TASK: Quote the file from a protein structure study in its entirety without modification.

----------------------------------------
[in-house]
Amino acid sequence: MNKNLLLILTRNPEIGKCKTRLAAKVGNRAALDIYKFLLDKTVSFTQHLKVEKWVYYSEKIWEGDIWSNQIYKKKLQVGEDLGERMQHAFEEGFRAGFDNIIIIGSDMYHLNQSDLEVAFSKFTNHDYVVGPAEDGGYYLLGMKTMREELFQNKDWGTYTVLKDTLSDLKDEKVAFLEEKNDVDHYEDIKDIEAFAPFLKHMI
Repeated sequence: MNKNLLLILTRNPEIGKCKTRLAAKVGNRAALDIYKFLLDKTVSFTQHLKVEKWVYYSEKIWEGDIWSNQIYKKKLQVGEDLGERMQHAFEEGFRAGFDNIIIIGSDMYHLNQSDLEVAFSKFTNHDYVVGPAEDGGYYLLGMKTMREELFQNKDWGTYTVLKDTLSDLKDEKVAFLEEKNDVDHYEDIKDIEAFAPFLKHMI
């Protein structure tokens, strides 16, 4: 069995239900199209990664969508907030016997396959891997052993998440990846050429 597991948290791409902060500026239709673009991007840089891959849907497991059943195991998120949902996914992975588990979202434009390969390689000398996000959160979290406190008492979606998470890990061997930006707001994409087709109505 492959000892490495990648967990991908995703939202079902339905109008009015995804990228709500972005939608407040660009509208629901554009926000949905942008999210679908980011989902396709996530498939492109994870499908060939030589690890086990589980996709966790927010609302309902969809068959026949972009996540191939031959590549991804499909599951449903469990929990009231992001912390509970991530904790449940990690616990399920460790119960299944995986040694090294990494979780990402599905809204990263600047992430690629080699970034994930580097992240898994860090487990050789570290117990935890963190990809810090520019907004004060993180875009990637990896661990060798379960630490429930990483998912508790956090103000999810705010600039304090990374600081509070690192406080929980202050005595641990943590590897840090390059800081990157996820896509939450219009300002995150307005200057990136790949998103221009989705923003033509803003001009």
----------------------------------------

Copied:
[in-house]
Amino acid sequence: MNKNLLLILTRNPEIGKCKTRLAAKVGNRAALDIYKFLLDKTVSFTQHLKVEKWVYYSEKIWEGDIWSNQIYKKKLQVGEDLGERMQHAFEEGFRAGFDNIIIIGSDMYHLNQSDLEVAFSKFTNHDYVVGPAEDGGYYLLGMKTMREELFQNKDWGTYTVLKDTLSDLKDEKVAFLEEKNDVDHYEDIKDIEAFAPFLKHMI
Repeated sequence: MNKNLLLILTRNPEIGKCKTRLAAKVGNRAALDIYKFLLDKTVSFTQHLKVEKWVYYSEKIWEGDIWSNQIYKKKLQVGEDLGERMQHAFEEGFRAGFDNIIIIGSDMYHLNQSDLEVAFSKFTNHDYVVGPAEDGGYYLLGMKTMREELFQNKDWGTYTVLKDTLSDLKDEKVAFLEEKNDVDHYEDIKDIEAFAPFLKHMI
């Protein structure tokens, strides 16, 4: 069995239900199209990664969508907030016997396959891997052993998440990846050429 597991948290791409902060500026239709673009991007840089891959849907497991059943195991998120949902996914992975588990979202434009390969390689000398996000959160979290406190008492979606998470890990061997930006707001994409087709109505 492959000892490495990648967990991908995703939202079902339905109008009015995804990228709500972005939608407040660009509208629901554009926000949905942008999210679908980011989902396709996530498939492109994870499908060939030589690890086990589980996709966790927010609302309902969809068959026949972009996540191939031959590549991804499909599951449903469990929990009231992001912390509970991530904790449940990690616990399920460790119960299944995986040694090294990494979780990402599905809204990263600047992430690629080699970034994930580097992240898994860090487990050789570290117990935890963190990809810090520019907004004060993180875009990637990896661990060798379960630490429930990483998912508790956090103000999810705010600039304090990374600081509070690192406080929980202050005595641990943590590897840090390059800081990157996820896509939450219009300002995150307005200057990136790949998103221009989705923003033509803003001009």